Sunday, August 22, 2010


Holly Denham

Sourcebooks, August 2010

Premise: After finally getting her man and a chance at a great promotion, London working girl comes close to losing it all due to scheming colleagues, misunderstandings in love, and eccentric family members.

Cover: Title- Corresponds to Book 1's title and is a tongue-in-cheek nod to that chicklit juggernaut on this side of the Atlantic: 'Sex and the City'. Art - in shades of girly purple, with iconic cartoony figures and a cover girl pose that says 'talking to friends while at work', there is no mistaking this as anything other than neo-chicklit. Altogether, this cover gets full marks for accuracy.

What Works:
Apprentice Writer enjoyed the original 'Holly's Inbox', the aptly named Bridget Jones for the e-generation, and found to her happy surprise that she enjoyed this one just as much if not more due to Holly's increased level of maturity and take-chargeness.

For those unfamiliar with them, these books are written entirely in epistolatory form similar to the original Bridget Jones, however instead of a diary the medium is email. This is one the one hand brilliant, allowing as it does for the reader to 'see' from multiple viewpoints (the heroine, the love interest, the parents, the colleagues, the rival, the open and secret admirers) rather than just the single one of the diary-owner. It is also, on the other hand, an incredibly risky thing for an author to do. Anyone who has ever surfed the internet and witnessed the almost daily flaming explosions of people becoming vastly offended by something someone else posted and responding in ever-escalating kind knows that it is very, very difficult to consistently get one's true message across in the truncated form so beloved of blog commentators and texters. Without the context of body language, voice tone, volume, and chance to backtrack if it looks like someone misunderstood, as happens in personal conversation and in 'regular' novels, there is a tremendous amount of room for faulty communication - most especially with the rapidfire exchange made possibly by today's technology. It would have been much harder to have a flamewar in previous times, when the hotheaded remarks were tempered to the eternities it took for post to go back and forth.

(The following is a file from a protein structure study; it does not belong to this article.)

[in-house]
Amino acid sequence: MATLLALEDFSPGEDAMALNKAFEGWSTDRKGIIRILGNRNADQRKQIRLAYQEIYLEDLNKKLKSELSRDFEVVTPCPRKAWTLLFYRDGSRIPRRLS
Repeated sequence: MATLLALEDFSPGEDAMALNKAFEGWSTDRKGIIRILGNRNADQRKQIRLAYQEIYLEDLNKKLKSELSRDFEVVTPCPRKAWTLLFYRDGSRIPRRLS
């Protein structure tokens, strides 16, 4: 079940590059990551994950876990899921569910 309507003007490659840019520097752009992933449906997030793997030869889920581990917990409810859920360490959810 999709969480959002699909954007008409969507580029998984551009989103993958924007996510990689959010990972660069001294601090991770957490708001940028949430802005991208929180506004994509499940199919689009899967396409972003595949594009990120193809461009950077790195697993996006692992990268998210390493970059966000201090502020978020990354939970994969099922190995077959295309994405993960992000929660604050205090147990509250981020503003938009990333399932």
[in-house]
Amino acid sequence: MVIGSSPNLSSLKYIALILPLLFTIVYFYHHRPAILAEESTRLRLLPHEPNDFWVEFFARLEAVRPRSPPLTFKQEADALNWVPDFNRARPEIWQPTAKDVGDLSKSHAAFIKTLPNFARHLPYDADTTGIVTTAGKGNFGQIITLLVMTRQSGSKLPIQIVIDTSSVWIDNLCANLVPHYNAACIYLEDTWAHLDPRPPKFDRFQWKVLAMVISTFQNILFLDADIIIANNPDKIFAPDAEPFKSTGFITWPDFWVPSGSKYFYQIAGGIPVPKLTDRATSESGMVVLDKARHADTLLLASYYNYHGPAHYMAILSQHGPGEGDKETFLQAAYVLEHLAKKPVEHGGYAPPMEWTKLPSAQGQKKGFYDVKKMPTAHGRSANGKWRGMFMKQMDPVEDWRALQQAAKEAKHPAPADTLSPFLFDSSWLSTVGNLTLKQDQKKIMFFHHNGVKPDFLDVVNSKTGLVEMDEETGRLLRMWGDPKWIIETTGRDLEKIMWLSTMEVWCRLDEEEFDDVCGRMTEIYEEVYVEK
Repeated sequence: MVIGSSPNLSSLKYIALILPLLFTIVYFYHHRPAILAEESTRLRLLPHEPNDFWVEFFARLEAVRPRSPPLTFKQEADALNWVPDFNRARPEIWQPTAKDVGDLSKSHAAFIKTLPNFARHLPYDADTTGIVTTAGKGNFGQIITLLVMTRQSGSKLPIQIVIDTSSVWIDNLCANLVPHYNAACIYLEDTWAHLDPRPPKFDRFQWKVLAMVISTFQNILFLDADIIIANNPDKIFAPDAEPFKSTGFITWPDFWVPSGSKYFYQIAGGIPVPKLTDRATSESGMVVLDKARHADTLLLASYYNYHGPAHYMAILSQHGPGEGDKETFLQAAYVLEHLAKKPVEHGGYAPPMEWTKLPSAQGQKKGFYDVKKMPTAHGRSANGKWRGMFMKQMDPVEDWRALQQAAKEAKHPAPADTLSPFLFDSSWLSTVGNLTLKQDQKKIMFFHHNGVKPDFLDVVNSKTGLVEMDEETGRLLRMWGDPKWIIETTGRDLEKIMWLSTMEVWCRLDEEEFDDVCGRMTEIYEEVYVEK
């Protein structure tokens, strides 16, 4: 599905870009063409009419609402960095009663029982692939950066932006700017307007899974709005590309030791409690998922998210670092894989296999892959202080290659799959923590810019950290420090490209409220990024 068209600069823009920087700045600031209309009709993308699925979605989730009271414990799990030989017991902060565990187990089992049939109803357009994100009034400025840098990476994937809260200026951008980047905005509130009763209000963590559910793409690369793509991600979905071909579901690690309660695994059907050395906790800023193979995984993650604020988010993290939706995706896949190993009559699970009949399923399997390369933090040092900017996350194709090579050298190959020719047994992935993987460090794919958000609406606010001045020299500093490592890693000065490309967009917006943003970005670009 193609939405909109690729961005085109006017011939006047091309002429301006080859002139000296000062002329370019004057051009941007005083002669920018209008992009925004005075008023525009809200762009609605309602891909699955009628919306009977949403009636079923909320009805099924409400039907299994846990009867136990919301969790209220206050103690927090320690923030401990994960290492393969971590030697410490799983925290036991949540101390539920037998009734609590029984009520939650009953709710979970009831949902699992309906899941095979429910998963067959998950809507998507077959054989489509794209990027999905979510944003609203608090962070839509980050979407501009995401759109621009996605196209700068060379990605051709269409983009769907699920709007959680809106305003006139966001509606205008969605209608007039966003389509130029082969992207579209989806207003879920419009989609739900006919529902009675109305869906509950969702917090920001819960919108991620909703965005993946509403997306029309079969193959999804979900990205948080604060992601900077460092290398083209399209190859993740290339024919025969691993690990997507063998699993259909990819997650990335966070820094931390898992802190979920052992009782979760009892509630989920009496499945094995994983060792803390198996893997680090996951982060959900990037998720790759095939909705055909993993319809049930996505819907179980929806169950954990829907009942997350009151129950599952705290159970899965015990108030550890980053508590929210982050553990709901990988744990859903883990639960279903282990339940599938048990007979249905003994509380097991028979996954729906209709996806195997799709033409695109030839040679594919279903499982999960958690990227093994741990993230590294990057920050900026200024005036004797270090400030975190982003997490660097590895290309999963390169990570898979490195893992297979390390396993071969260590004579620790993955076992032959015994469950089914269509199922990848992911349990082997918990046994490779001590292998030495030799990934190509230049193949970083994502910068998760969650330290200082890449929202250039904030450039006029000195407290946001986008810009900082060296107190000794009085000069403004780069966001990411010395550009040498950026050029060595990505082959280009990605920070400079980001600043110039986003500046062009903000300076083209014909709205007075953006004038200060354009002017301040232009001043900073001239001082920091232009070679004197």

Yet, in what is no small accomplishment, the author pulls it off. The reader gets a clear sense of the underlying personality and motivations of the characters through the flavor and content of their writing style. And in what may be the most remarkable writerly accomplishment of them all, the writer does so while being male. Holly Denham is the pen name of a man who runs a temp agency (if AW has understood correctly). AW learned this after the fact, and did not suspect while reading Book 1. Well played!

AW was also much entertained by how the author worked a real-life, much publicized public relations snafu into the story. Further details cannot be shared due to spoilery; suffice it to say that it made AW laugh when she heard about it in real life, and it made her laugh again when she recognized it here. What she did not think about at the time of the original incident was how the consequences would play out for the staff involved, and the possibilities of that fallout are explored here.

What Doesn't:
The antagonist was a bit over the top for this reader's taste, and resolution to the romantic problems felt a tad rapid (though not entirely implausible in method.) Wanted to see a little more grovelling on the love interest's part after putting Holly through such a horrible emotional wringer. That's about it. Not much to grouch about in a full-length novel, and did not detract from overall enjoyment.